Asset managers are divided on the merits of adopting a digital approach to client communication despite evidence that the majority are failing to meet their client’s reporting requirements, according to recent research.
While some firms are moving ahead with digital transformation plans including on-demand reporting and online portals, others are choosing not to act either due to an apparent lack of demand or a difficulty in building a business case.
The study, ‘Is client communications the stumbling block for next-gen client experience?’, was commissioned by software firm SimCorp and conducted by Aite Group.
It found that 65% of buy-side firms admitted that they were struggling to keep up with client demands for more frequent and granular data.
However, the survey also found that 38% firms are struggling to build a business case for digital transformation projects despite growing recognition of their importance.
An increasing number of client RFPs now include questions on firm’s digital capabilities yet the survey found that 69% of managers have not invested in digital services because they do not see explicit demand.
Similarly, while over 50% of respondents cited failing legacy technology within their client communication function, only 22% are looking to address the problem by investing in digital portals or interactive reporting tools.
“The survey suggests a divergence within the industry, not only on how to get to a digital future, but also when,” said Paul Sinthunont, senior analyst, Aite Group. “Those asset managers waiting for investors to demand change or believing the demand will never materialize, are betting on a risky strategy indeed”.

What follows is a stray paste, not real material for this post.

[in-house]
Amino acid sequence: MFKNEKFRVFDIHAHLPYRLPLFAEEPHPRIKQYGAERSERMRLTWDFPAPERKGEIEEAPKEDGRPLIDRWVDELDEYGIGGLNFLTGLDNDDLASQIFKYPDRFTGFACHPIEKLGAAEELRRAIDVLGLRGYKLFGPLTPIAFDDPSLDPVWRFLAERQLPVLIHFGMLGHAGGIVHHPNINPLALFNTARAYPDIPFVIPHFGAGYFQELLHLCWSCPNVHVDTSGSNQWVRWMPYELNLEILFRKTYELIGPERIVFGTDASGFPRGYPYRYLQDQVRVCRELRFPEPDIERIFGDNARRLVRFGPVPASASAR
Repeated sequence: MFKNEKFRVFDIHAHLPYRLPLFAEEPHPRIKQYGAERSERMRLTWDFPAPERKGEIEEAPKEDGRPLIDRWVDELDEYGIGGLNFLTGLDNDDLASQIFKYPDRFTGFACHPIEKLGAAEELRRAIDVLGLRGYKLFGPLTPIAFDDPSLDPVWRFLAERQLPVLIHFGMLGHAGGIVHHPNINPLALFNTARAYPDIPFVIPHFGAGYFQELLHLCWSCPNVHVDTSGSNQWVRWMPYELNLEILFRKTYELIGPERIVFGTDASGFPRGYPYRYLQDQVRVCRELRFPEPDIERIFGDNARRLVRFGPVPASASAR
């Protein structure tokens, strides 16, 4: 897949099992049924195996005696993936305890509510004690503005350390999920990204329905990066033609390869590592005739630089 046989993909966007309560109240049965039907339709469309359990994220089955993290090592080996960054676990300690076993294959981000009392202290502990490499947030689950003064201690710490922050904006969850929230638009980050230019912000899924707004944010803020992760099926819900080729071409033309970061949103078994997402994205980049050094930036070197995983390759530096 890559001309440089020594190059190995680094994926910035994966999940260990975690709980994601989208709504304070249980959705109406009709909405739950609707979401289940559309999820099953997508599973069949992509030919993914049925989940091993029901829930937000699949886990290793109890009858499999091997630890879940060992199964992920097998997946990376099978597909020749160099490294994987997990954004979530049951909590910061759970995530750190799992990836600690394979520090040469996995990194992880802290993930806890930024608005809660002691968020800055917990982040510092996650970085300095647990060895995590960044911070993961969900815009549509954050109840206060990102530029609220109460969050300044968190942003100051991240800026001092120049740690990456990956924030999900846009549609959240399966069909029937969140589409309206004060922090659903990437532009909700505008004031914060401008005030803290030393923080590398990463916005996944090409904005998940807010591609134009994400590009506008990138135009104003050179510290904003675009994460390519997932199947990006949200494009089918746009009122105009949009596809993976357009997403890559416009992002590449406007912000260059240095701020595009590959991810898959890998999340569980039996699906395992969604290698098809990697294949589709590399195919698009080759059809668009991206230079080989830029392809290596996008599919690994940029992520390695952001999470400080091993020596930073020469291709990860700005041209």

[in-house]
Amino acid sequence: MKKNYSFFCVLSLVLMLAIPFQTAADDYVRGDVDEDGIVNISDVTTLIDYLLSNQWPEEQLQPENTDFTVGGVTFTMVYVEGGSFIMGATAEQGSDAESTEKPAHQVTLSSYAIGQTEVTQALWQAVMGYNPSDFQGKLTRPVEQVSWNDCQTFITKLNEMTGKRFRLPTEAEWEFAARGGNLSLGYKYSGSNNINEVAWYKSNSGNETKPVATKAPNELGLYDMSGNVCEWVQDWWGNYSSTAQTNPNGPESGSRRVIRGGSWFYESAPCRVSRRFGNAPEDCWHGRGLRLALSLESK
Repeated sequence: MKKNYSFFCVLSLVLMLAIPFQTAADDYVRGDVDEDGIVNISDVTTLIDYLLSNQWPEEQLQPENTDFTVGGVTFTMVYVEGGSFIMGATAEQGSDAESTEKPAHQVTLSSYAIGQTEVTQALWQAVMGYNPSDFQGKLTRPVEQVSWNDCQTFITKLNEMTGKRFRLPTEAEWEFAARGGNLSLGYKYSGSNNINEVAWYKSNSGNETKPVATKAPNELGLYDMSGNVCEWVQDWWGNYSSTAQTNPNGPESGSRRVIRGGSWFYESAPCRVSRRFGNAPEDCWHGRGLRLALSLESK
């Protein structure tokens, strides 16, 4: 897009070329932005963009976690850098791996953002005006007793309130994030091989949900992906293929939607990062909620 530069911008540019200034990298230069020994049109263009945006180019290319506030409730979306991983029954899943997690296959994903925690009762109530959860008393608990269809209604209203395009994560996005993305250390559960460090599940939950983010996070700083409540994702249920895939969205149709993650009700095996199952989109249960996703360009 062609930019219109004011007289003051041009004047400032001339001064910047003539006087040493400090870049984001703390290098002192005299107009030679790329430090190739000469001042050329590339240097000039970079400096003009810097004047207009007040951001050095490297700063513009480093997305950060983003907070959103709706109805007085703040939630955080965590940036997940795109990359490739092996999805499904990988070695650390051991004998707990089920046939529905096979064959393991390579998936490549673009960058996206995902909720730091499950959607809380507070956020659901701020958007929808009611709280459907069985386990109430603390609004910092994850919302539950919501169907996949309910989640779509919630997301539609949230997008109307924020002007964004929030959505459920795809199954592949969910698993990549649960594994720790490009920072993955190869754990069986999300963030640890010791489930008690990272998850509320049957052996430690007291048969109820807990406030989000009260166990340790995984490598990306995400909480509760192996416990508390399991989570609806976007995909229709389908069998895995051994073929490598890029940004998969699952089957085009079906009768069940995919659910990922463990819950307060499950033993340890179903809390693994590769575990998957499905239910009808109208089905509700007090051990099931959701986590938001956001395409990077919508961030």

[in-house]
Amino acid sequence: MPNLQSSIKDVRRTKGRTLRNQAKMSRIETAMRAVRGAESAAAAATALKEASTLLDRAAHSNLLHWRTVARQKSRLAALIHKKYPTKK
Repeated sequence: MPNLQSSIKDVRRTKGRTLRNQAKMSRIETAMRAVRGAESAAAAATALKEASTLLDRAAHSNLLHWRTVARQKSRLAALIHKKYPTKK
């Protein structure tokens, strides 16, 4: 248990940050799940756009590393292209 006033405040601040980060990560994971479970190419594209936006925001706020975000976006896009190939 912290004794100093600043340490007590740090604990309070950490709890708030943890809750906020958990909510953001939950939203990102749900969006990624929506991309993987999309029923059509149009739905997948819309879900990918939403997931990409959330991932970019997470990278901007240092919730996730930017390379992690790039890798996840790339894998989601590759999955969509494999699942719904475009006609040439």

According to SimCorp, a key issue is the failure to link client engagement with revenue generation or client retention. Just 5% of firms attribute client wins to effective client reporting and communications. This makes it difficult to understand the correlation between client communications and client experience, stated SimCorp.
In contrast, two-thirds of the firms actively investing in on-demand reporting and digital portals have cited competitive advantage and attracting new investors as key drivers.
“Those firms that don’t act now may well lose investors in the future because they simply don’t have sufficient insight and understanding of their clients’ needs to deliver a differentiated client experience,” said Phil Lynch, senior go-to-market strategy principal at SimCorp.
The study interviewed 23 buy-side firms in December 2020.
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